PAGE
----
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Goodbye to potato late blight

Bangladesh produces around 10 million tons of potatoes annually Syed Zakir Hossain

Bangladesh is importing two blight resistant (GM) potato lines developed at Michigan State University for a field trial. Success will save 20% yield loss and Tk100C in fungicide cost.

With 10 million tons of yearly output, Bangladesh ranks 7th among the top potato growing nations in the world. The country has now an exportable surplus of over two million tons of potatoes after meeting annual domestic requirements.

But each year thousands of farmers who grow the tuber crop in over one million acres of land in the country spend up to a fourth of their investments on fungicide sprays to fight late blight, a deadly fungal attack that damages 20 percent of the potato yield in Bangladesh.

The good news is that Bangladesh finally allowed its scientists to import two blight resistant (RB) potato lines, developed at the Michigan State University (MSU), and go for a field trial.

Once approved for commercial release, the RB potato will be the farmers' answer to tackle late blight disease, thereby saving them about Tk. 100 crore which is spent on fungicides.

Dr. David Douches, who heads the Feed the Future Biotechnology Potato Partnership, a US government food security initiative, Bangladesh is going to get in hand, later this month, the two resistant lines out of 10 best blight-resistant potato lines developed at MSU.

These lines have been developed by inserting three blight-resistant genes derived from three wild potato varieties – Mexican origin Solanum bulbocastanum, Argentine origin Solanum venturii Origin and Peruvian Solanum mochiquense, said Dr David, also the Director of MSU Potato Breeding and Genetics Program.

Dr. David, also the Director of MSU Potato Breeding and Genetics Program:
 
“Single-gene gives some resistance, but potatoes still require some fungicides while double resistance can still be overcome by the late blight pathogen. But, multiple gene insertion in one potato variety provides stronger, longer-lasting resistance.”
Dr. Md. Jahangir Hossain, the Country Coordinator of Feed the Future Bangladesh Bt-Eggplant and 3R-gene Potato Project, told Dhaka Tribune that they're expecting the biotech potato lines from MSU to reach Bangladesh by the month's-end.

He said lab and greenhouse facilities, in accordance with Bangladesh's biosafety protocol, have already been put in place at Bangladesh Agricultural Research Institute (BARI) in Gazipur for the purpose of research and development of blight-resistant Diamant potato variety in the country.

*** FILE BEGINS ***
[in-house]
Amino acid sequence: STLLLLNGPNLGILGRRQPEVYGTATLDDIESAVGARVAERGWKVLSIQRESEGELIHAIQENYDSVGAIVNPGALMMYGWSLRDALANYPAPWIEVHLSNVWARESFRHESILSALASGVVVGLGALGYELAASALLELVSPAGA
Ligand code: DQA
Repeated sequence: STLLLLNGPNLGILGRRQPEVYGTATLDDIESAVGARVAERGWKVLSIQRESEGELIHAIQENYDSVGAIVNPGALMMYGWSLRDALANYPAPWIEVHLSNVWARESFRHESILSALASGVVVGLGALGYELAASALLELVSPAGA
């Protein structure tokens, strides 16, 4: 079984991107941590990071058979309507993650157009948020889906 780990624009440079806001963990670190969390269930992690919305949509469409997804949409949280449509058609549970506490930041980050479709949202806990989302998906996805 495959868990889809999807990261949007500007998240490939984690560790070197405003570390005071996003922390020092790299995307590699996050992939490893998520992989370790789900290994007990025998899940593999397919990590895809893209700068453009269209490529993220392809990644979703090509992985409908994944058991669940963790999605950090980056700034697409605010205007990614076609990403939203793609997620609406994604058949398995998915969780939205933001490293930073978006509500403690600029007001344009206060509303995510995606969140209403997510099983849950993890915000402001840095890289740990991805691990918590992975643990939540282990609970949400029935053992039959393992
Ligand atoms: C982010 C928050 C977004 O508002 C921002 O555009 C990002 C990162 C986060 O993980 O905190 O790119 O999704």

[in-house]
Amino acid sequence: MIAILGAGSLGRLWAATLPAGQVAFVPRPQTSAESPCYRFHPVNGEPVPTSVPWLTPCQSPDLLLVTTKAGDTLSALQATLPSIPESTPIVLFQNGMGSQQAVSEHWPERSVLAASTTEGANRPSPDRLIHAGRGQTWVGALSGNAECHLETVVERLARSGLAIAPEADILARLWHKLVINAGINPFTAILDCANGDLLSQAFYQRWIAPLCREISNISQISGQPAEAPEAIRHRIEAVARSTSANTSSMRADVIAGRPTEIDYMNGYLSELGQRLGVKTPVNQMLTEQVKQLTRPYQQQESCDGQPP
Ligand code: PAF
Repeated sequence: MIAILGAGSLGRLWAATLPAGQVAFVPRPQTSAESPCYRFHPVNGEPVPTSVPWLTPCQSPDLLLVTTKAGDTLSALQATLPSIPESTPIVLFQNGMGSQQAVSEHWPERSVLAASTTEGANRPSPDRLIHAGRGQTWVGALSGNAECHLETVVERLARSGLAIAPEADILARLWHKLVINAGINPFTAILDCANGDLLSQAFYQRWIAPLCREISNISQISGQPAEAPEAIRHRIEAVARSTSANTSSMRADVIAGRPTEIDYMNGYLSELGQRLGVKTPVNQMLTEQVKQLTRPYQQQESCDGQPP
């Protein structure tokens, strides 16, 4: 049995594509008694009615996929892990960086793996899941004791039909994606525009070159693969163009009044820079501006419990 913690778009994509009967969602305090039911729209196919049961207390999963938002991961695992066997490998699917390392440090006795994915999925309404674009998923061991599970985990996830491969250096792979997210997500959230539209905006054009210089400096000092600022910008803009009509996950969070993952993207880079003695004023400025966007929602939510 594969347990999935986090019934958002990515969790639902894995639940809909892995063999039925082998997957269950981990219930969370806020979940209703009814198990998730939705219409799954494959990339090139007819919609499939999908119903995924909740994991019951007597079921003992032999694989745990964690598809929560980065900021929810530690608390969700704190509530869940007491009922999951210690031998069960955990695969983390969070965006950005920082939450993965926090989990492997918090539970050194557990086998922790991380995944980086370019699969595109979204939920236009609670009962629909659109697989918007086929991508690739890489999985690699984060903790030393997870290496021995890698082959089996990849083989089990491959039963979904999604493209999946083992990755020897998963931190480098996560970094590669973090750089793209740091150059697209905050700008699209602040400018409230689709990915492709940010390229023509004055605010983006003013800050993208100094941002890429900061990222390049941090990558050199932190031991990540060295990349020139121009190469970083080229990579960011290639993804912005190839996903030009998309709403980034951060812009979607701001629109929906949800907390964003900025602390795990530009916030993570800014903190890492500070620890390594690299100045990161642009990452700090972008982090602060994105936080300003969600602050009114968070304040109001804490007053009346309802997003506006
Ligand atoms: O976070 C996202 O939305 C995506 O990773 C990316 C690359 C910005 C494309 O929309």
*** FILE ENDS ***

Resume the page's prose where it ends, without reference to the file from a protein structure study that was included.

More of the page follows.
Yellow-skin high yield potato – Diamant – is most popular in Bangladesh.

Potato late blight, caused by Phytophthora infestans, a microorganism, is the most economically important disease worldwide, responsible for up to six billion dollars of potato loss annually.

Blight was a major culprit in the 19th century Irish and European famines. Potato is the 3rd most consumed food after rice and wheat in the world.

The Biotechnology Division of BARI is working with MSU to develop a late blight resistant 3R-gene genetically engineered potato variety.

Till now 10 3R-gene lines events have been selected as late blight resistant and were evaluated at confined field trials by MSU to see the efficacy against the microorganism responsible for late blight disease in potatoes.

The best performing GE lines – DIA-MSU-UB #1 and DIA-MSU-UB #2 will be imported to Bangladesh for continued confined field trials.

Bangladesh apart, the RB potato is being field-tested in Indonesia under the same initiative by the Indonesian Agency for Agricultural Research and Development (IAARD).

Chemical fungicides can control late blight, but require high levels and are not always effective. Chemical fungicides are not always available and are expensive, and fungicide use poses a health risk to the farmers and their families, consumers, and the environment.

Asked why genetic engineering is applied for developing RB potato, scientists said, genes can be isolated from wild species and inserted into domestic potato using genetic engineering much more efficiently than through traditional breeding.

Asked how soon farmers in Bangladesh may expect the resistant variety, they said, the product will go for a greenhouse trial in 2021, a single location field trial in 2022, and multi-location trials in two subsequent years before regulators give the release approval.

If no other GM crop is approved by then in Bangladesh, the RB potato will be the second one after the country's first GM crop release – Bt brinjal – in 2013.
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